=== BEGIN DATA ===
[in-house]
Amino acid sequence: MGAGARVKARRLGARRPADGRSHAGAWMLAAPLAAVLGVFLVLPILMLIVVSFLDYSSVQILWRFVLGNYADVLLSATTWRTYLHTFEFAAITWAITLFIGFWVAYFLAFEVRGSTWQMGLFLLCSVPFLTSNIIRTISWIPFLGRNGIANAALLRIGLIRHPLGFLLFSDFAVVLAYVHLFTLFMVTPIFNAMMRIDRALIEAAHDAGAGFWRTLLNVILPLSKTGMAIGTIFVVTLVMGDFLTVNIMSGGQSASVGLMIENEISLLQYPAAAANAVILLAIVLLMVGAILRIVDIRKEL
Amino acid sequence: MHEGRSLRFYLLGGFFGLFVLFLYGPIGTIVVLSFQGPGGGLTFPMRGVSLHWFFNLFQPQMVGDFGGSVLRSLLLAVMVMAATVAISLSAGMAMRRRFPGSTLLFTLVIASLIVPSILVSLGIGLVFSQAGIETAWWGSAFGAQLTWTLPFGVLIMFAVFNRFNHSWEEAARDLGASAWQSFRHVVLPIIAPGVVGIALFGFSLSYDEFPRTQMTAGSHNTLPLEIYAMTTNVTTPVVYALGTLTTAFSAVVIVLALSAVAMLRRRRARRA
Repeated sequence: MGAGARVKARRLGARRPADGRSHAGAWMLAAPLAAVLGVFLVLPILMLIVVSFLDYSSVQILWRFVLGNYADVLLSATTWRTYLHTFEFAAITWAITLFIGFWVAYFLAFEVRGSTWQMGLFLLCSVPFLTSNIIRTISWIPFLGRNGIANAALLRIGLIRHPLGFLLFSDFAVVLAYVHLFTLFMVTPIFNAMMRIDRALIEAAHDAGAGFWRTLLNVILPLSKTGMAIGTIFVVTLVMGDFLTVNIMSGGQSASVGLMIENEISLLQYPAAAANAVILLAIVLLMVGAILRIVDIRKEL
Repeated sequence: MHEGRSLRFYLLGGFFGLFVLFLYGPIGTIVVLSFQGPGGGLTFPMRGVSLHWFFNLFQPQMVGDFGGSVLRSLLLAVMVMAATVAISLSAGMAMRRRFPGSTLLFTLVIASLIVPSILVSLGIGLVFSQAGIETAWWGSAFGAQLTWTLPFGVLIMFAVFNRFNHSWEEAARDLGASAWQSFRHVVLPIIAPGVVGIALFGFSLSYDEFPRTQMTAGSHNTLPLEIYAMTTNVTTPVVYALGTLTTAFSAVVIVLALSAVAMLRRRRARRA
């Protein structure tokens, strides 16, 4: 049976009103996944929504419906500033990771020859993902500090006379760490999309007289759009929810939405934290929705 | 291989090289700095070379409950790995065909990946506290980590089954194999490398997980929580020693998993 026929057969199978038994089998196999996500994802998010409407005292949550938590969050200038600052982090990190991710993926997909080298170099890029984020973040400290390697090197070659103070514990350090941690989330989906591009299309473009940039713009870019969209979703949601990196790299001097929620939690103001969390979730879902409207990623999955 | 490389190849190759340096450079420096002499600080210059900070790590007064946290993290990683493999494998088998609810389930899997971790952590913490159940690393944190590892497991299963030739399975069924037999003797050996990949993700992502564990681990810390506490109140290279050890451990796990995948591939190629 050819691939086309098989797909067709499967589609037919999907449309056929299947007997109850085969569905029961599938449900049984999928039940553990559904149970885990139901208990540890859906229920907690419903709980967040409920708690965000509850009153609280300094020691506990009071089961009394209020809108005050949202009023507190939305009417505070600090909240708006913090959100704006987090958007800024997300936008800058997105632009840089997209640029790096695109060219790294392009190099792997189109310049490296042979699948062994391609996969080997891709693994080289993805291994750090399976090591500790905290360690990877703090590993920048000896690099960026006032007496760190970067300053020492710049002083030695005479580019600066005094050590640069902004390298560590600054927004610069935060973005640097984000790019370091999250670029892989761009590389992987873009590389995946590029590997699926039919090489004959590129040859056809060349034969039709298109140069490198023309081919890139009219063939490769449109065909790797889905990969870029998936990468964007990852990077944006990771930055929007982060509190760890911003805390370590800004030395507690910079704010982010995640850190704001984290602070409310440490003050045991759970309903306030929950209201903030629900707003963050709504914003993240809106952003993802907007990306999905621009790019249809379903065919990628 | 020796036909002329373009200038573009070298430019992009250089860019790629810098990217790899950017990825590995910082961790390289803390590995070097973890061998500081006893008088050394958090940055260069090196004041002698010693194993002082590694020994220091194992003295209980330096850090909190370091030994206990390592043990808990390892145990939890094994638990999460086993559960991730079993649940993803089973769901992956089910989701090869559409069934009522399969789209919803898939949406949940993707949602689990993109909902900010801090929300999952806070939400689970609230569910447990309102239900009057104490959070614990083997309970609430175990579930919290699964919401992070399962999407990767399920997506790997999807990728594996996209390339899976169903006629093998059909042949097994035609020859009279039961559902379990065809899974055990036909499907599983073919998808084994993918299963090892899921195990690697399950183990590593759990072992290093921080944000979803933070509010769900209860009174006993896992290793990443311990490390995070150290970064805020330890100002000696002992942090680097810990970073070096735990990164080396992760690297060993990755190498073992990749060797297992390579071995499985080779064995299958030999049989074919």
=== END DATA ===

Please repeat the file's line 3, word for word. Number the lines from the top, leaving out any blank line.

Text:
Amino acid sequence: MHEGRSLRFYLLGGFFGLFVLFLYGPIGTIVVLSFQGPGGGLTFPMRGVSLHWFFNLFQPQMVGDFGGSVLRSLLLAVMVMAATVAISLSAGMAMRRRFPGSTLLFTLVIASLIVPSILVSLGIGLVFSQAGIETAWWGSAFGAQLTWTLPFGVLIMFAVFNRFNHSWEEAARDLGASAWQSFRHVVLPIIAPGVVGIALFGFSLSYDEFPRTQMTAGSHNTLPLEIYAMTTNVTTPVVYALGTLTTAFSAVVIVLALSAVAMLRRRRARRA